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Jefferson Root Written by Jefferson Root
Jun. 15, 2012 | 12:44 AM





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LA Film Festival Review: TO ROME WITH LOVE




After the record breaking business of MIDNIGHT IN PARIS, Woody Allen’s previous film, it’s hard to underestimate what a coup it was for the Los Angeles Film Festival to land the director’s latest, TO ROME WITH LOVE.  LAFF has always tried to straddle the line between movie star glitz and indie cred, and Allen at the peak of his form has often represented the best of both.  TO ROME WITH LOVE keeps up Allen’s tradition of pairing old style big screen glamour (Penelope Cruz, Alec Baldwin) with a who’s who of young talent (Allison Pill, Jesse Eisenberg, Greta Gerwig).


Of course, the biggest star at last night’s screening was the Woodman himself.  Charming and self-deprecating, Allen came out to introduce the film and the cast members in attendance, which included Italian cast members Alessandra Mastronardi and Simona Caparrini as well as Cruz, Gerwig and Pill.  Allen also acknowledged that there was no guarantee audiences would connect with his latest movie just because he had a great time making it. Still, he encouraged those who liked the film to encourage distributor Sony Pictures Classics not to “put the film in the witness protection program.”


Which brings us to the movie itself.  While TO ROME WITH LOVE certainly doesn’t deserve to be forced into hiding, it also doesn’t quite rank with Allen’s best work.  The movie is offen charming, but it represents Allen at his least ambitious.  This may not matter for someone who has been cranking out a feature a year for 40 plus years, but when you set the bar high, audiences expect you to deliver.


As its title would suggest, TO ROME WITH LOVE is much more interested in the stories of its Italian natives than their American tourist counterparts.  An Allen film may be one of the most coveted resume bullets in the biz, but Allison Pill and Greta Gerwig have found better roles in other recent films, and Baldwin and Eisenberg, though enjoyable, are not bringing much to the table that we haven’t seen before.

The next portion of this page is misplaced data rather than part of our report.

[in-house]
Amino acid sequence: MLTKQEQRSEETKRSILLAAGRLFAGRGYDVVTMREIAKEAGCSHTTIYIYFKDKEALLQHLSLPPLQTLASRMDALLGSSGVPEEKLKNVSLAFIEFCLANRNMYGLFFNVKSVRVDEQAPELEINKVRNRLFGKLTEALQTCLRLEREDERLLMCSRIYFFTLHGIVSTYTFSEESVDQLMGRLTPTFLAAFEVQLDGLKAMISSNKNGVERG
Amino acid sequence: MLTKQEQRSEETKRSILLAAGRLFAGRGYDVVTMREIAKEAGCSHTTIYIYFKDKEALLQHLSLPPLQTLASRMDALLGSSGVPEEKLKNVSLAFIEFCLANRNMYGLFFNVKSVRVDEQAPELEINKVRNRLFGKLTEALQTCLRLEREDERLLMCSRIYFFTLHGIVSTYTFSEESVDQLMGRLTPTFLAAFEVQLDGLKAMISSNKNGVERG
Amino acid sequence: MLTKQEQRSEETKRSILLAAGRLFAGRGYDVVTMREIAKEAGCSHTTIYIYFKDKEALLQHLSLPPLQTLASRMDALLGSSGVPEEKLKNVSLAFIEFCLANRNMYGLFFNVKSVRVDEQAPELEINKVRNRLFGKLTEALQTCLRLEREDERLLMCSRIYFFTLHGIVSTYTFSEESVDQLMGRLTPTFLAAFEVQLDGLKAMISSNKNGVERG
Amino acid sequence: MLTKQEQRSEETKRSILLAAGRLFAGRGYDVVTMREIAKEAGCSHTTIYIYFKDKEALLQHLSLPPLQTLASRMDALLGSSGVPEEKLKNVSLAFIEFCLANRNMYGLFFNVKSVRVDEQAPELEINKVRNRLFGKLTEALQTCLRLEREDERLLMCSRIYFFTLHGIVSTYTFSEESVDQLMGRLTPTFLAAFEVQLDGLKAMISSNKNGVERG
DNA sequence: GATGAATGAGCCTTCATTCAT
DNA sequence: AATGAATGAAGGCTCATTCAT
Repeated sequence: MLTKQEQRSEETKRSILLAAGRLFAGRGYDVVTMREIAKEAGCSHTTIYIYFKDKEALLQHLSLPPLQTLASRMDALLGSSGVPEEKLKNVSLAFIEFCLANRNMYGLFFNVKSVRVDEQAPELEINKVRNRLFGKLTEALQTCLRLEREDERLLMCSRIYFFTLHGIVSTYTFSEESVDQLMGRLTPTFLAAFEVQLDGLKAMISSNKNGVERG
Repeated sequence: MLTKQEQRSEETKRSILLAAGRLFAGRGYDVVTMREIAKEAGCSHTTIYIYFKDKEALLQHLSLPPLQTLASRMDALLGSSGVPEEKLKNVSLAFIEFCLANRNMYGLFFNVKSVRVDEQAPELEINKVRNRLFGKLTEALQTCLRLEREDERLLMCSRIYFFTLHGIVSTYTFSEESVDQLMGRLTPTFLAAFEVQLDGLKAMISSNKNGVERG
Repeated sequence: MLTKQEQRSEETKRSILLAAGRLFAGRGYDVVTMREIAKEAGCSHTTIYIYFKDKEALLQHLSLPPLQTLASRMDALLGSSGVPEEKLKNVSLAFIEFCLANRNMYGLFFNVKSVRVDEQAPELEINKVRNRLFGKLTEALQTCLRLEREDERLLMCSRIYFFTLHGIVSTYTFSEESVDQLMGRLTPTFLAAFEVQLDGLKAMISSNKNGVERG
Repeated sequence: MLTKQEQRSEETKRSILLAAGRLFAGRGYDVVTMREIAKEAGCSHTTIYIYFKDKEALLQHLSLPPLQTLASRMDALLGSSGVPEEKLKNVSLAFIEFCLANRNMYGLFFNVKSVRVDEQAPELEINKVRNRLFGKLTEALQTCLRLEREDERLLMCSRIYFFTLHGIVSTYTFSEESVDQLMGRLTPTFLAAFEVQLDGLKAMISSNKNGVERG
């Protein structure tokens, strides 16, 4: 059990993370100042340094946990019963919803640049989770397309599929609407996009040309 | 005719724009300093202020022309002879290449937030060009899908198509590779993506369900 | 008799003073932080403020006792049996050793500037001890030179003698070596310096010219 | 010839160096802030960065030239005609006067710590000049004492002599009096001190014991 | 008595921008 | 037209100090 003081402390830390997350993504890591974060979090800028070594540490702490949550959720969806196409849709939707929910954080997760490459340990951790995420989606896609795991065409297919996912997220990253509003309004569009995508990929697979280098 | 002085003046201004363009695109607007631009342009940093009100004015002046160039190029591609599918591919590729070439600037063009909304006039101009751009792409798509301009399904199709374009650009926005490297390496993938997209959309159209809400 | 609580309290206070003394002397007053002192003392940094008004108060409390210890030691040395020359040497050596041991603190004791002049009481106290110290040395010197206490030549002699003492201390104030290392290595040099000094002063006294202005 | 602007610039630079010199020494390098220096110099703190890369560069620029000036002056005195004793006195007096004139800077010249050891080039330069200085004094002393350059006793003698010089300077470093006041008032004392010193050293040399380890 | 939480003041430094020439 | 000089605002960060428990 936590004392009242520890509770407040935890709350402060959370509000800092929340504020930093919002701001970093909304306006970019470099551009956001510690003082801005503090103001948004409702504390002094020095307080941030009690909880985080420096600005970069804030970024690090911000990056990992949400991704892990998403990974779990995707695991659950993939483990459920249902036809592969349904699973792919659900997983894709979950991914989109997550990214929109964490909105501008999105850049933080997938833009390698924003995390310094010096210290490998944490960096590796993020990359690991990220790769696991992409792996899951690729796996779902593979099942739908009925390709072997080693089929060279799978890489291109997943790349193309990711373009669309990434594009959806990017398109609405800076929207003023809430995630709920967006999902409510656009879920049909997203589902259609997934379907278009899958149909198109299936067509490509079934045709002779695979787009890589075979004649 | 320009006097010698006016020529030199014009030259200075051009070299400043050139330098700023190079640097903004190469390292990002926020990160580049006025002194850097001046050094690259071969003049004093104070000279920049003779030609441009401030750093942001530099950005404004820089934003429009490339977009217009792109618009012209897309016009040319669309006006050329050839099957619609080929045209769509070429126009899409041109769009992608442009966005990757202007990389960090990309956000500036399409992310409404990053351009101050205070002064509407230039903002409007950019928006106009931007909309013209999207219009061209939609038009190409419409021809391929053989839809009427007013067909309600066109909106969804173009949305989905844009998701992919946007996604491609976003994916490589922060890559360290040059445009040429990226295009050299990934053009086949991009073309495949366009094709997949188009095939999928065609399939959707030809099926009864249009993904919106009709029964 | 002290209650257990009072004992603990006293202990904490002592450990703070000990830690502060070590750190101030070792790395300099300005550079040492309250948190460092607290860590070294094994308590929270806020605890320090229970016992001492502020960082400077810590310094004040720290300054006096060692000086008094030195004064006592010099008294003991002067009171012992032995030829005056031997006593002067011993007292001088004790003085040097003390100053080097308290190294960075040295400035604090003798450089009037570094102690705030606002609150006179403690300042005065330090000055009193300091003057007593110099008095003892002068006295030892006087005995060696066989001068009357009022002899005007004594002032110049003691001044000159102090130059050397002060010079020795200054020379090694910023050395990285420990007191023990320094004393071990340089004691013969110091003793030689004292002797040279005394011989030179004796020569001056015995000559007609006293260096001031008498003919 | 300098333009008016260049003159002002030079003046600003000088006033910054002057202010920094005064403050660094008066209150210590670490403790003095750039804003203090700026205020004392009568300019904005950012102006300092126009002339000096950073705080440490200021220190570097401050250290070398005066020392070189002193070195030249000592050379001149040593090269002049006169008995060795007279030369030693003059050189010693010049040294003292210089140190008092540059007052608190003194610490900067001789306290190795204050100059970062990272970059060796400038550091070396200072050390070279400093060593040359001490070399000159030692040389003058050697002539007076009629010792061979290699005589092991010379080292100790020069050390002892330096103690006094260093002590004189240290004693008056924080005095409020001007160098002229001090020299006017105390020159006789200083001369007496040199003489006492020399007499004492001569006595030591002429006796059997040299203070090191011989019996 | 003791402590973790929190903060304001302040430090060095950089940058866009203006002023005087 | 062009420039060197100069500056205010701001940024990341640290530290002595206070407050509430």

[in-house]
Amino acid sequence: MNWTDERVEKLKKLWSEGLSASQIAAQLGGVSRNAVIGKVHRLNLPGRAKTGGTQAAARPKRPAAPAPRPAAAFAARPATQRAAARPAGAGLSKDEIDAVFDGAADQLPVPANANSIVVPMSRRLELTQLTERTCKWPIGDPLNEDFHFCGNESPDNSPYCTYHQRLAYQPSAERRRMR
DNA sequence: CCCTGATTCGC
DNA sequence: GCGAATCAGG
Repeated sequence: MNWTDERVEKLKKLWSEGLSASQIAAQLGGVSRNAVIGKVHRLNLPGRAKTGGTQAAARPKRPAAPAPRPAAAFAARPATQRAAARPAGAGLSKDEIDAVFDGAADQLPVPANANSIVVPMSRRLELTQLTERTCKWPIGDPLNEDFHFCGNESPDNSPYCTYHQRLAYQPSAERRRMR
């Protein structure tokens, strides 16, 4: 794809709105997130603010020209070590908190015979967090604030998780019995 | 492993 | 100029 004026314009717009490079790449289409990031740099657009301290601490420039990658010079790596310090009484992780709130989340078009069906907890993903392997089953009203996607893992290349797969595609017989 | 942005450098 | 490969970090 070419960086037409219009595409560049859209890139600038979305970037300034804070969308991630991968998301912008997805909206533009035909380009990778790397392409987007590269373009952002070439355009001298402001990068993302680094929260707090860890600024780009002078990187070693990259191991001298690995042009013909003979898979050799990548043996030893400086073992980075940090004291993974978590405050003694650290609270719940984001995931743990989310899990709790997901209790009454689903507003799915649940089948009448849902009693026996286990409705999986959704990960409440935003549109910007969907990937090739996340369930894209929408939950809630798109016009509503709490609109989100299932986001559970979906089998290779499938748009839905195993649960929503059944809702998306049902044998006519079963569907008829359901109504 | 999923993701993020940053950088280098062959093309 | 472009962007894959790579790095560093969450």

The good news is that the Italian characters in the film are utterly charming and make up the bulk of TO ROME WITH LOVE’s screen time,  A young couple moving to Rome to try to move up in society instead find themselves wrapped up in an intrigue of mistaken identity and adultery.  We’re treated to Allen’s character’s attempts to make a star out of an golden voiced opera singer who can only perform in the shower.  Even better, we get Roberto Benigni dodging the Italian paparazzi once they decide his character’s so boring that he’s a perfect choice to become their new celebrity.


If it’s about anything other than the Eternal City (beautifully shot by Darius Khondji), TO ROME WITH LOVE wants us to think, if only a little bit, about the perils and pleasures of being famous.  Most of the characters here are obsessed with the limelight in some capacity, whether its falling into bed with an Italian movie star or trying to figure out why a famous architect suddenly decided to draw up plans for shopping malls. 


Baldwin being Baldwin, Benigni in top form, and Allen trading zingers with Judy Davis are reasons enough to see this movie.  It may meander a little, but it also represents another breezy entry in Allen’s “let’s go shoot in the great capitols of Europe” period.  A perfect choice as this year’s fest opener, it also feels like a great way to kick off the summer.


TO ROME WITH LOVE opens in limited release on June 22nd.


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